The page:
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Penumbral 'Snow Moon' Eclipse February 10, 2017

Snow Moon Eclipse

Friday evening the Moon have had a close encounter with the Earth's shadow 240,000 miles out in space. As the Moon reached its full phase just after sunset (from the west coast), it was darken somewhat as it passes through the light outer shadow of the Earth. This shadow is called the 'Penumbra' and is not as dark as the central 'Umbral' shadow so this won't be a blood Moon or anything even close to that. But for the careful observer it will be an interesting sight as the Moon rises in mid-eclipse and displays a darkening on its upper limb as it enters the Earth's penumbral shadow. The Moon rises at 5:45 pm for viewers in San Francisco and will already be well along in the eclipse for viewers in the eastern USA and Europe.

Snow Moon EclipseThe full Snow Moon spent over four hours gliding through Earth's outer shadow, or the penumbra, causing a large portion of the moon to appear darker than usual. Meanwhile, Comet 45P swooped in for its closest approach. As the comet glowed at its maximum brightness, skywatchers could get a rare glimpse of the beautiful, green comet with binoculars and telescopes. You can see a video of Comet 45P here, courtesy of the Slooh Community Observatory.

This eclipse marks the start of an 'Eclipse Season' in which we will experience one Lunar Eclipse (in this case a Penumbral Eclipse) and two weeks later a Solar Eclipse (in this case an Annular Eclipse visible only in the southern hemisphere). Eclipses come in waves approximately every six months and this particular Eclipse Season is the last one before the Total Solar Eclipse of 2017 across the United States.


A penumbral eclipse happens when the Moon passes through the pale outskirts of Earth's shadow. It is much less dramatic than a total lunar eclipse. In fact, when observers are not alerted beforehand, they sometimes do not realize an eclipse is underway. Nevertheless, the shadow of Earth can be plainly visible to the naked eye.

The best time to look is Friday (February 10)  night around 07:44 p.m. Eastern Time (00:44 UT Saturday).  That's the time of maximum coverage when Earth's shadow creates a clear gradient of light and shadow across the lunar disk. Check out this global visibility map to see if you are in the eclipse zone:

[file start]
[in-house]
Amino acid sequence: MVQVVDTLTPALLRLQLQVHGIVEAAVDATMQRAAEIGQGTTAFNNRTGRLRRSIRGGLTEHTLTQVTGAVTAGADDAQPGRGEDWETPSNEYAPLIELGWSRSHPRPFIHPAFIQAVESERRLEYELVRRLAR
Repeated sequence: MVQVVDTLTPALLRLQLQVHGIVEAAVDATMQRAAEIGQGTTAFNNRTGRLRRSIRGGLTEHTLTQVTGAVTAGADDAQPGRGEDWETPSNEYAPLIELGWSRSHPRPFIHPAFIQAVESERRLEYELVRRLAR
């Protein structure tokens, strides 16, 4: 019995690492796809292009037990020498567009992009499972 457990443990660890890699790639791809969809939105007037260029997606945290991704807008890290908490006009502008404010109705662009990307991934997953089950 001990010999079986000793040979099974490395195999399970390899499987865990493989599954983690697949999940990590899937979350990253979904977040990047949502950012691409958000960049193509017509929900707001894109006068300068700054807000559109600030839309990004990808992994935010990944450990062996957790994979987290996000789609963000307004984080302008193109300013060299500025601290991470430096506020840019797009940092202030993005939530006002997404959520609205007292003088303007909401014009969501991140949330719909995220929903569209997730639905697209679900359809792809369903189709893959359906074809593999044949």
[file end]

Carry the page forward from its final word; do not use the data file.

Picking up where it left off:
Snow Moon Eclipse Region
Astrophotographer Chris Cook watched the Snow Moon eclipse from his observatory in Cape Cod, Massachusetts. In his telescope image, which was taken close to the eclipse's peak, you can see Earth's penumbral shadow encroaching on the moon's upper limb.

"Visually, the darkening of the moon by the penumbral shadow was easily detected," Cook told Space.com. "Conditions were quite appropriate for the Snow Moon eclipse as we had received 10 inches of snow the day before."

Snow Moon Eclipse
Chris Cook captured this photo of the moon near maximum penumbral lunar eclipse on Feb. 10, 2017 from his observatory in Cape Cod, Massachusetts.
Credit: Chris Cook Photography www.cookphoto.com
Because the moon does not enter the dark middle of Earth's shadow (called the umbra) during a penumbral eclipse, the moon only appears to darken slightly. During Friday's eclipse, the upper portion of the moon grew noticeably darker while the lower portion appeared to glow as usual.

Snow Moon Eclipse
This comparison image of the Snow Moon penumbral lunar eclipse captured by the Slooh Community Observatory on Feb. 10, 2017 shows how much of the moon was darkened during the relatively minor eclipse. The image was taken by a Slooh.com telescope in Spain's Canary Islands.
Credit: Slooh.com
Slooh kept its cameras pointed at the moon throughout the entire 4 hour-long eclipse. While the eclipse may not have been obvious at a glance to the casual observer, Slooh's telescope views from before and during eclipse show a distinct difference that is pretty impressive for a penumbral eclipse.

People often claim that penumbral lunar eclipses are not even worth watching, because the effect is too subtle to see. But Slooh's side-by-side comparison shows how remarkably visible this eclipse was. Because the moon ventured farther into the penumbra than with most of these kinds of eclipses, the shadow reached across 70 percent of the moon's face, making for an exceptional view.

Keywords: Eclipse February 2017, Eclipse 2017, Lunar Eclipse Tonight, Snow Moon, Lunar Eclipse 2017 Central Time, Lunar Eclipse Friday,

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